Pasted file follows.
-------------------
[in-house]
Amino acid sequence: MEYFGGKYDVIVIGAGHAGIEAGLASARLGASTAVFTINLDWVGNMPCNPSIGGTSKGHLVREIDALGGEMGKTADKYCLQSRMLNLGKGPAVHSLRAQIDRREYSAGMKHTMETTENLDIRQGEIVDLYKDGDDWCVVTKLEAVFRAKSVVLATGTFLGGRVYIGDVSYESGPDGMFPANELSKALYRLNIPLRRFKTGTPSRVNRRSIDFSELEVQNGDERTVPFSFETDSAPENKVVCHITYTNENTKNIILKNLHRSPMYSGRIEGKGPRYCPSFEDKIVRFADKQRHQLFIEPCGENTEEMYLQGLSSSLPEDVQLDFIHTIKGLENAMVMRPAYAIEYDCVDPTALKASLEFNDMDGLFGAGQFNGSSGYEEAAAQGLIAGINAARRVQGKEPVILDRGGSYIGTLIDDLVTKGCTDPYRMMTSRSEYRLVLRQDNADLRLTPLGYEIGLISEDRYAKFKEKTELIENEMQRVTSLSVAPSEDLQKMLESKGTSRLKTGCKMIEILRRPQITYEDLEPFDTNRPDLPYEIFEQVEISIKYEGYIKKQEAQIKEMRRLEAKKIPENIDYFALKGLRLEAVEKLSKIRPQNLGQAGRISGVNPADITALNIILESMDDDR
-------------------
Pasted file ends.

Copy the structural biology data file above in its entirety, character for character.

[in-house]
Amino acid sequence: MEYFGGKYDVIVIGAGHAGIEAGLASARLGASTAVFTINLDWVGNMPCNPSIGGTSKGHLVREIDALGGEMGKTADKYCLQSRMLNLGKGPAVHSLRAQIDRREYSAGMKHTMETTENLDIRQGEIVDLYKDGDDWCVVTKLEAVFRAKSVVLATGTFLGGRVYIGDVSYESGPDGMFPANELSKALYRLNIPLRRFKTGTPSRVNRRSIDFSELEVQNGDERTVPFSFETDSAPENKVVCHITYTNENTKNIILKNLHRSPMYSGRIEGKGPRYCPSFEDKIVRFADKQRHQLFIEPCGENTEEMYLQGLSSSLPEDVQLDFIHTIKGLENAMVMRPAYAIEYDCVDPTALKASLEFNDMDGLFGAGQFNGSSGYEEAAAQGLIAGINAARRVQGKEPVILDRGGSYIGTLIDDLVTKGCTDPYRMMTSRSEYRLVLRQDNADLRLTPLGYEIGLISEDRYAKFKEKTELIENEMQRVTSLSVAPSEDLQKMLESKGTSRLKTGCKMIEILRRPQITYEDLEPFDTNRPDLPYEIFEQVEISIKYEGYIKKQEAQIKEMRRLEAKKIPENIDYFALKGLRLEAVEKLSKIRPQNLGQAGRISGVNPADITALNIILESMDDDR